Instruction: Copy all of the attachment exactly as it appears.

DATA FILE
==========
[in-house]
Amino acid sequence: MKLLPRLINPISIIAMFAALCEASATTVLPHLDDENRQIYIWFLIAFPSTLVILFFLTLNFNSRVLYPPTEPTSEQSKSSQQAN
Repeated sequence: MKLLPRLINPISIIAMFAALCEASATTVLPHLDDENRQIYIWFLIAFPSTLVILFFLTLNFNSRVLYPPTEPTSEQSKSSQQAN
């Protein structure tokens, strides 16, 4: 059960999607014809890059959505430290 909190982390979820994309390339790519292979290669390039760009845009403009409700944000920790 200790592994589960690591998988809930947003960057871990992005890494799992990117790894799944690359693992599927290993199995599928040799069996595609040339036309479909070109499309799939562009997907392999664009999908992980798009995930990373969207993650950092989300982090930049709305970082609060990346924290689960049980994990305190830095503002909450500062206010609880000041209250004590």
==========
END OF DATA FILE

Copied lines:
[in-house]
Amino acid sequence: MKLLPRLINPISIIAMFAALCEASATTVLPHLDDENRQIYIWFLIAFPSTLVILFFLTLNFNSRVLYPPTEPTSEQSKSSQQAN
Repeated sequence: MKLLPRLINPISIIAMFAALCEASATTVLPHLDDENRQIYIWFLIAFPSTLVILFFLTLNFNSRVLYPPTEPTSEQSKSSQQAN
């Protein structure tokens, strides 16, 4: 059960999607014809890059959505430290 909190982390979820994309390339790519292979290669390039760009845009403009409700944000920790 200790592994589960690591998988809930947003960057871990992005890494799992990117790894799944690359693992599927290993199995599928040799069996595609040339036309479909070109499309799939562009997907392999664009999908992980798009995930990373969207993650950092989300982090930049709305970082609060990346924290689960049980994990305190830095503002909450500062206010609880000041209250004590």